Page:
Cormac McCarthy's Stirring First Response to The Road: 'I Have to Go to the Restroom'
The screenwriter of The Road today recalled the raw nerves that came along with screening the film for Cormac McCarthy, the Pulitzer Prize-winning source novelist who'd seen his books made into both modern classics (No Country For Old Men) and prestigious follies (All the Pretty Horses). So which would The Road represent to the no-nonsense 76-year old? He'll get back to you right after this break.
Writer Joe Penhall set up the scene in a brief, evocative essay in advance of The Road's UK release. Imagine: There's you and director John Hillcoat, with whom you've spent the last year collaborating on an adaptation of McCarthy despairing post-apocalyptic masterpiece. You're under grave deadline pressure from the Weinstein Company (which is going to simply bump the film to 2009 anyway, but you don't know that yet). And you haul your cut of the film to a "deserted screening room in Albuquerque" so McCarthy -- who drives up from Santa Fe in an old silver Cadillac -- can sign off with his blessing. The projector barely works -- the same goes for the sound, which you get working only as McCarthy comes up in the elevator. Then, finally, you unspool your work for the master:
Finally the three of us sank into the leather armchairs, a discreet distance from one another, and the film began. Immediately, McCarthy began scribbling notes on a reporter's notepad. Hillcoat and I eyed each other nervously. By the end, he had pages of the damned things. He stood up and stretched, yawned and said absolutely nothing as the credits rolled. Finally Hillcoat asked: "Well?" "I have to go to the restroom," was the impassive response, and he was gone. [...]
We were immediately sure he despised the movie more than any of the other Hollywood McCarthy adaptations - and there had been a few stinkers. We watched the clock and waited. Either the bathroom was a long way away or McCarthy had flown the coop. We looked out the window for the silver Cadillac - reassuringly still in the car park. Then he reappeared, studied the floor like a man who had dropped his car keys down a storm drain, sighed and said: "It's really good." Hillcoat, who had been beaten over the head with the specter of failure by just about everybody involved up to this point, couldn't contain his doubts: "Really? You're not just saying that?" "Listen," he reassured us, "I didn't drive all this way to blow smoke up your ass."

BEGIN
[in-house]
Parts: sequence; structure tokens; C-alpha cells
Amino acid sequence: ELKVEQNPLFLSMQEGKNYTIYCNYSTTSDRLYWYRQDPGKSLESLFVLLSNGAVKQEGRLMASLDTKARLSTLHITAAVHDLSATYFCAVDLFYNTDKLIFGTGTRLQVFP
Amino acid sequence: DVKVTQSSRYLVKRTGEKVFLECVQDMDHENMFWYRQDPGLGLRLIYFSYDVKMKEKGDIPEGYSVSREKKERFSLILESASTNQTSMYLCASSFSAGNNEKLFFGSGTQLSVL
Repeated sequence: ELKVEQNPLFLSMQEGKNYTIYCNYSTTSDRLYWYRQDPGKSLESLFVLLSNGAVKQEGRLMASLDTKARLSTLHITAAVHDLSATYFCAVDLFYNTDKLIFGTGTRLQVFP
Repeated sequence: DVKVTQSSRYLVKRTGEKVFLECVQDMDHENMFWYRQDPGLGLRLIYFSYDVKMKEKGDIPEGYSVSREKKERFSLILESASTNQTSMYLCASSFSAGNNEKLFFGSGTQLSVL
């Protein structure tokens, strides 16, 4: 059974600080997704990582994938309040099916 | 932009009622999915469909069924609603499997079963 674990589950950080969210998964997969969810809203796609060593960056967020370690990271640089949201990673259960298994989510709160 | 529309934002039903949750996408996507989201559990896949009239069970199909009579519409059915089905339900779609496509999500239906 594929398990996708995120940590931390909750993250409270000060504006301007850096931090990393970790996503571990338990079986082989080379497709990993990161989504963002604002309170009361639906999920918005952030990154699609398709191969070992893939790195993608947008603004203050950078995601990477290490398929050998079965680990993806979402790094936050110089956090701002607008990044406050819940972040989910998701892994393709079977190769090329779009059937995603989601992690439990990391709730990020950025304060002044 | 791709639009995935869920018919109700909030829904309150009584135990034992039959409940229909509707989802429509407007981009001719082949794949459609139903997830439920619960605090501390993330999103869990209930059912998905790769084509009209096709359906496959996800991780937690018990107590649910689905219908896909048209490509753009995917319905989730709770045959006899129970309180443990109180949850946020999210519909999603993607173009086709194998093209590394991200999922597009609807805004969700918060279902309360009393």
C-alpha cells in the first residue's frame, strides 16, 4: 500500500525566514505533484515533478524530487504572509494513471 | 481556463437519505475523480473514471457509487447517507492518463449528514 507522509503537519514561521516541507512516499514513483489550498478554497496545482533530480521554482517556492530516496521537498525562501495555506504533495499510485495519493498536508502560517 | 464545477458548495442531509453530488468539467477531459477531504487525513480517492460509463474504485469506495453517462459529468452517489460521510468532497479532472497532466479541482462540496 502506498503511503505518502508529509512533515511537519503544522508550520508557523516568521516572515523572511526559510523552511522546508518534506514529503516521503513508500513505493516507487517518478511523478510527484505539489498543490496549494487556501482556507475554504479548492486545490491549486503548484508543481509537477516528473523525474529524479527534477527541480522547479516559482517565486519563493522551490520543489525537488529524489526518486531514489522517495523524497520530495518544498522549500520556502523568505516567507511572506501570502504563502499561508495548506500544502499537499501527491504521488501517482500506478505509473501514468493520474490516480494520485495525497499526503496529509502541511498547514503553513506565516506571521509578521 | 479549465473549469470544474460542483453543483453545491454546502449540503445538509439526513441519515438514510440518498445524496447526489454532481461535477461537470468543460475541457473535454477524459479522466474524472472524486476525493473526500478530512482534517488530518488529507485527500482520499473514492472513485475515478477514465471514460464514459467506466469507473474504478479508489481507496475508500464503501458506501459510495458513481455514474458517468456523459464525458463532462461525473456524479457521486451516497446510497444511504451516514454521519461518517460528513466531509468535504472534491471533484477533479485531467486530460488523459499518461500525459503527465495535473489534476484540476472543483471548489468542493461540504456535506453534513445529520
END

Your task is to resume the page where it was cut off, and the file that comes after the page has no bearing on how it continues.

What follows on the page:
Hallelujah! If only they'd had as much luck with Harvey Weinstein, whose own reaction was more akin to speedily recutting the film during a bathroom run. (And he still wasn't going to blow smoke up anyone's ass.) But McCarthy is even more fun, Penhall reports, downing shiraz and beer as the trio went out for a post-screening meal, then signing Penhall's copy of his novel Blood Meridian: "From your friend Cormac, Albuquerque, November 2002" (it was November 2008 at the time) before driving the filmmakers to the airport. "Jesus Christ, John, how much did we drink?" Penhall asks Hillcoat. "He's got to drive back to Santa Fe in the dark - if he winds up in a ditch we'll be responsible. We'll have killed America's greatest living writer."
What? How does Don DeLillo figure into this? Anyway, yes, it would have sucked. Thanks for the concern.